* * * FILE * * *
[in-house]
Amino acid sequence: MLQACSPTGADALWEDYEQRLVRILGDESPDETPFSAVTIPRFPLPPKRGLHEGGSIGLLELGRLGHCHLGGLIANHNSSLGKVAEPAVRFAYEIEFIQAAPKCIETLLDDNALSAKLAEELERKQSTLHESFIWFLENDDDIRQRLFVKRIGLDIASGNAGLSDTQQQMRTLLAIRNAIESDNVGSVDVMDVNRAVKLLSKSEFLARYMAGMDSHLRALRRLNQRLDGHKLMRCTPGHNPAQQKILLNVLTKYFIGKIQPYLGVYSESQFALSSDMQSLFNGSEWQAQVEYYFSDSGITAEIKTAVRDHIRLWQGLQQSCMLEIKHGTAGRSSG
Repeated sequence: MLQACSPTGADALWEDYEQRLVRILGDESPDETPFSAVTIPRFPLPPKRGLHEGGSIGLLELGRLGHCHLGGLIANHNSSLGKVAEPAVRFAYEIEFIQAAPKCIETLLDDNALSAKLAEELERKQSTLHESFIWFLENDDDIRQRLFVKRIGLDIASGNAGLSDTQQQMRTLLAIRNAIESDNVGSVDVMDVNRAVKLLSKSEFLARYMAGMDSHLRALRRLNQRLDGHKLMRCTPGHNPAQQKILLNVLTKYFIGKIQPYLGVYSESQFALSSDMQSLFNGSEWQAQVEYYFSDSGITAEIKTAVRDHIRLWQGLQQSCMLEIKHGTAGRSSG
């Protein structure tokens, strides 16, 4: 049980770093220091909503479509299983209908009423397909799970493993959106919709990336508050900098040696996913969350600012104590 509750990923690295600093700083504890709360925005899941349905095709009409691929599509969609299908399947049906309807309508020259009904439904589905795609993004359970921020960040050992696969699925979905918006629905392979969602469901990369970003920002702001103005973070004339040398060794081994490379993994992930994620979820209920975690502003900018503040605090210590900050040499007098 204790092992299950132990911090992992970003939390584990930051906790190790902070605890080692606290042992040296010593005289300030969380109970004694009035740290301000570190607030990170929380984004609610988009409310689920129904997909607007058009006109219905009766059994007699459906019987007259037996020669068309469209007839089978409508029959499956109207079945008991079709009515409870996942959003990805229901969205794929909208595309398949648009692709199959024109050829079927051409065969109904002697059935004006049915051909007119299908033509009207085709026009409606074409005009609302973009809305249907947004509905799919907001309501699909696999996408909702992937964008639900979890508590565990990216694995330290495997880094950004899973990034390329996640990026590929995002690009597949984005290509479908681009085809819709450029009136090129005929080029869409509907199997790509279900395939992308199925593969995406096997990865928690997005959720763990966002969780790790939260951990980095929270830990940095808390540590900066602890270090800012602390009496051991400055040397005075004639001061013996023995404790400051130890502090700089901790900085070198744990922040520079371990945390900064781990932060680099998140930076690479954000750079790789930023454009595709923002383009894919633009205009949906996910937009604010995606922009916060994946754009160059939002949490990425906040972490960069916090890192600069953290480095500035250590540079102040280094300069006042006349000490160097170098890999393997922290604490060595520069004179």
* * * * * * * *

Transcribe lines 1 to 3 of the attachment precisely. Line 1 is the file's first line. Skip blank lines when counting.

[in-house]
Amino acid sequence: MLQACSPTGADALWEDYEQRLVRILGDESPDETPFSAVTIPRFPLPPKRGLHEGGSIGLLELGRLGHCHLGGLIANHNSSLGKVAEPAVRFAYEIEFIQAAPKCIETLLDDNALSAKLAEELERKQSTLHESFIWFLENDDDIRQRLFVKRIGLDIASGNAGLSDTQQQMRTLLAIRNAIESDNVGSVDVMDVNRAVKLLSKSEFLARYMAGMDSHLRALRRLNQRLDGHKLMRCTPGHNPAQQKILLNVLTKYFIGKIQPYLGVYSESQFALSSDMQSLFNGSEWQAQVEYYFSDSGITAEIKTAVRDHIRLWQGLQQSCMLEIKHGTAGRSSG
Repeated sequence: MLQACSPTGADALWEDYEQRLVRILGDESPDETPFSAVTIPRFPLPPKRGLHEGGSIGLLELGRLGHCHLGGLIANHNSSLGKVAEPAVRFAYEIEFIQAAPKCIETLLDDNALSAKLAEELERKQSTLHESFIWFLENDDDIRQRLFVKRIGLDIASGNAGLSDTQQQMRTLLAIRNAIESDNVGSVDVMDVNRAVKLLSKSEFLARYMAGMDSHLRALRRLNQRLDGHKLMRCTPGHNPAQQKILLNVLTKYFIGKIQPYLGVYSESQFALSSDMQSLFNGSEWQAQVEYYFSDSGITAEIKTAVRDHIRLWQGLQQSCMLEIKHGTAGRSSG